Chapter XVI
A Rencontre on the Heath

Master Mittachip, on his lean nag, with his clerk, Master Duffy, on the pillion behind him, was on his way to Brassington.

Sir Humphrey Challoner had not returned to the Moorhen after his visit to the forge until the sun was very low down in the west. He had bidden the attorney to await him at the inn, and Master Mittachip had not dared to disobey.

Yet the delay meant the crossing of the Heath along the bridle path to Brassington, well after the shadows of evening had lent the lonely Moor an air of awesome desolation. There were the footpads, and the pixies, the human and fairy midnight marauders, who all found the steep declivities, the clumps of gorse and bracken, the hollows and the pits, safe resting-places by day, but who were wont to emerge from their lair after dark for the terror and better undoing of the unfortunate, belated traveller.

Then there was Beau Brocade!

Master Duffy too was very timid, and clung with trembling arms to the meagre figure of the attorney.

"Nay! Master Duffy!" quoth Mittachip, with affected firmness, "why do you pry about so? Are you afraid?"

"Nay! nay! Master Mittachip," replied the clerk, whose teeth were chattering audibly, "I am . . . n. . . n . . . not af . . . f . . .f . . . fraid."

"Tush, man, you have me near you," rejoined Mittachip, boldly. "See! I am armed! Look at my pistols!"

And he leant back in the saddle, so as to give Master Duffy a good view of a pair of huge pistols that protruded ostentatiously from his belt.

Yet all around the air was still, the solitary Heath was at peace, even the breezy nor'-wester, that had blustered throughout the day, seemed to have lain down to rest.

Far out eastwards, the moon, behind a fast dispersing bank of clouds, was casting a silver radiance that was not yet a light, but only a herald of the glittering radiance to come.

The Moor was silent and at peace: only at times there came the sound of a gentle flutter, a moorhen perhaps within its nest, or a belated lizard seeking its home.

Whenever these slight sounds occurred, Master Mittachip's hands that held the reins trembled visibly, and his clerk clung more closely to him.

"What was that?" said the attorney in an awed whisper, as his frightened ears caught a more distinct noise.

"W. . . .w . . . why don't you draw your p . . .p . . . pistols, Master Mittachip?" murmured Duffy, in mad alarm.

The noise was hushed again, but to the overwrought nerves of the two men in terror, there came the certain, awful perception that some one was on the Heath besides themselves, some one not far off, whom the mist hid from their view, but who knew that they were travelling along the bridle path, who could see and perhaps hear them.

"Truth to tell, Master Duffy," whispered the attorney, whose teeth too had begun to chatter, "Truth to tell, it's no use my drawing them . . . they . . . they are not loaded."

Master Duffy nearly fell off the pillion in his fright.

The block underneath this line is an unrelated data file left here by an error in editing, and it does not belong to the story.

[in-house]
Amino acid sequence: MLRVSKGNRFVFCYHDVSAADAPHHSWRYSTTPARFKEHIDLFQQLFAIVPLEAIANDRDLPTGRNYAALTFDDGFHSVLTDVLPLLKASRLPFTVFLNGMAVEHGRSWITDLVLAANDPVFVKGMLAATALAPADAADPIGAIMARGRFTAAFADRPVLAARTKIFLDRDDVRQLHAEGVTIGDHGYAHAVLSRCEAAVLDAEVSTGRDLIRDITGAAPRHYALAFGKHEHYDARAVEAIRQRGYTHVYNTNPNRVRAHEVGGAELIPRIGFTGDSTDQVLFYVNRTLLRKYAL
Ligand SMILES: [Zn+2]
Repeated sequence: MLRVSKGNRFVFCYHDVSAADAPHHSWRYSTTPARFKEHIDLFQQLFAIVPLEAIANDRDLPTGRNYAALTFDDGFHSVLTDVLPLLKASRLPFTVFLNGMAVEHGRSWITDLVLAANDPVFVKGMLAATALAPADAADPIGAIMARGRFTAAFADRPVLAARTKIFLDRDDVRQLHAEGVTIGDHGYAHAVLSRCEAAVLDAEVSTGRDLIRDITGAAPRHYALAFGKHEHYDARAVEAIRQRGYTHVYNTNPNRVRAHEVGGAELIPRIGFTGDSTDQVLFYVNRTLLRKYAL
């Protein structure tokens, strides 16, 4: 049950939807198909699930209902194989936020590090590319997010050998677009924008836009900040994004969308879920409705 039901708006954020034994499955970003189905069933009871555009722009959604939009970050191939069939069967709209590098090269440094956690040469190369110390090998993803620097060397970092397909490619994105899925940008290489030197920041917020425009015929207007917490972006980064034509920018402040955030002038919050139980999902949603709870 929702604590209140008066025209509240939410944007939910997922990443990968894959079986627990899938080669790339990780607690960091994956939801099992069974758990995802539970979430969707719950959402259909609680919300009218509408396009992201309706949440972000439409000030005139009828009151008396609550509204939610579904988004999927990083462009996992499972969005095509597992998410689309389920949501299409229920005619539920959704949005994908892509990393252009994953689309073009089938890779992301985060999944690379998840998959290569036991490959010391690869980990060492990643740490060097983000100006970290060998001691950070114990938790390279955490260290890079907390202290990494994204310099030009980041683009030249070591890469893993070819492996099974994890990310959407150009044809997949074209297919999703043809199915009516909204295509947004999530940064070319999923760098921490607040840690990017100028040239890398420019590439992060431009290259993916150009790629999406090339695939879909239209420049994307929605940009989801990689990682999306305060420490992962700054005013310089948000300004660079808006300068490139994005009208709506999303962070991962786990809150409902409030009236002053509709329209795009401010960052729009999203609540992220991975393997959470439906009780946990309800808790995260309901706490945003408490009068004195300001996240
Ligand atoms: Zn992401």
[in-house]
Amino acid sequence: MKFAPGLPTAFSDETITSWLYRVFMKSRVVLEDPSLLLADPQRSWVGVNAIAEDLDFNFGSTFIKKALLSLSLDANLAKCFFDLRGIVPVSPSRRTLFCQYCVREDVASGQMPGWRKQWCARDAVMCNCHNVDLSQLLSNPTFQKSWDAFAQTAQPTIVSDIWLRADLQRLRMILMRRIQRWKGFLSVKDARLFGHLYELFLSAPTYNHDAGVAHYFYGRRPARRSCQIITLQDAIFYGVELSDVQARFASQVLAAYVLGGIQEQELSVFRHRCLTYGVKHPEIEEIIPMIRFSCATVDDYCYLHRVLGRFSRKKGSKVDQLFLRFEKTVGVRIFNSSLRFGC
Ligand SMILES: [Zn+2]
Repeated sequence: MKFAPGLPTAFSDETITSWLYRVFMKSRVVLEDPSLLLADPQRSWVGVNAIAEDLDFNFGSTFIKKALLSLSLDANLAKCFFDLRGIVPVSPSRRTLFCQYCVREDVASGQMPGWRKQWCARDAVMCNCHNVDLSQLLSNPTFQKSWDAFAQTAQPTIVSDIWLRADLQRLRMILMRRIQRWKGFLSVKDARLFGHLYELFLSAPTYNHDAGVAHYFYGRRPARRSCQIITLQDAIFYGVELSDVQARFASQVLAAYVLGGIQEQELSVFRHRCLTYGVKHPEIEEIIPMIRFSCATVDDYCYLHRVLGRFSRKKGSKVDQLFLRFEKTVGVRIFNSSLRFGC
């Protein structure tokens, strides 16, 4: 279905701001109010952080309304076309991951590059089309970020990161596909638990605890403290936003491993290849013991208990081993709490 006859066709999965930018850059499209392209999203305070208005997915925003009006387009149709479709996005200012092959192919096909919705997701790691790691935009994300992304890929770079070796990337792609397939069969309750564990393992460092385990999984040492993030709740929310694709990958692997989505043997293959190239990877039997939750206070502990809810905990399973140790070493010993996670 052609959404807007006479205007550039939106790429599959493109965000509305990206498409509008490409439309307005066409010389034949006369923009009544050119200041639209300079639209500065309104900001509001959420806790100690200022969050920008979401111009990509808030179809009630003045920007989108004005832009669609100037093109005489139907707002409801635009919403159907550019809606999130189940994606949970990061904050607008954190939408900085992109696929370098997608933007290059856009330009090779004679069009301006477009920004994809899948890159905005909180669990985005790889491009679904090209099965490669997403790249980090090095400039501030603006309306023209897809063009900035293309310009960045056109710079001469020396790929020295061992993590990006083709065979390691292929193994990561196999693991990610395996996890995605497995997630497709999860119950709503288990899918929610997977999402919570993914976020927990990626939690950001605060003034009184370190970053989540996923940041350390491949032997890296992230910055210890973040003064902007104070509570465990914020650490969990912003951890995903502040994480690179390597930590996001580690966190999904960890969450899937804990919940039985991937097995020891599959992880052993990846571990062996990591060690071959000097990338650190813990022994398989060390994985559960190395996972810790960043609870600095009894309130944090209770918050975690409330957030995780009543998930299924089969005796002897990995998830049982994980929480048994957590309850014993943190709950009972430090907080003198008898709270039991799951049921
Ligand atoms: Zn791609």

"What?"

"There's neither powder nor shot in them," continued Master Mittachip, ruefully.

"Th. . .the . . . then we are lost!" was Master Duffy's ejaculation of woe.

"Eh?--what?" quoth Mittachip, "but your pistols are charged."

And his pointed elbow sought behind it for the handles of two formidable weapons, which were stuck in Master Duffy's belt.

"N. . .n. . .nay!" whispered the clerk, who now was blue with terror. "I dqared not carry the weapons loaded. . . . I trusted to your valour, Master Mittachip, to protect us."

"What was that?"

Again that noise! This time a good deal nearer, and it seemed to Master Mittachip's affrighted eyes as if he saw something moving on the bridle path before him. But he would not show too many signs of fear before his own clerk.

"Tush, man!" he said with as much boldness as he could command. "'Tis only a lizard in the grass mayhap. We'll ride on quite boldly. We can't be far from Brassington now, and no footpads would dare to attack two lusty fellows on horseback, with pistols showing in their belts! . . . Lord!" he added with a shudder, "how lonely this place appears!"

"And that rascal, Beau Brocade, haunts this Heath every night, I'm told," murmured Master Duffy, who felt more dead than alive.

"Sh! sh! sh! speak not of the devil, Master Duffy, lest he appear!. . ."


"Hark!!!"

The two men now clunt trembling to one another; not ten paces from them there came the sound of a horse's snorting, then suddenly a voice rang out clearly through the mist-laden air,--

"Hello! who goes there?"

"The Lord have mercy up on!" whispered Mittachip.

"It must be Beau Brocade himself," echoed the clerk.

The next moment a horse and rider came into view. Master Mittachip and his clerk were too terrified even to look. The former had jerked the reins and brought his lean nag to a standstill, and both men now sat with eyes closed, teeth chattering, their very faces distorted with fear.

Beau Brocade had reined his horse quite close to them, and was peering through his black mask at the two terror-stricken faces. Evidently they amused him vastly, for he burst out laughing.

"Odd's my life! here's a pretty pair of scarecrows! . . . Well! I see you can stand, so now let's see what you've got to deliver!"

At this Master Mittachip contrived to open his eyes for a second; but the black mask, and the heavily cloaked figure looked so ghostlike, so awful in the mist, that he promptly closed them again, and murmured with a shudder,--

"Mercy, oh, noble sir! We. . .we are poor men! . . .k"

"Poor-spirited men, you mean?" quoty Beau Brocade, giving the trembling figure a quick, vigorous shake. "Now then! off that nag of yours! Quick's the word!"

But even before this word of command Master Mittachip, dragging his clerk after him, had tumbled, quaking, off his horse. They now stood clinging to each other, a miserable bundle of frightened humanity.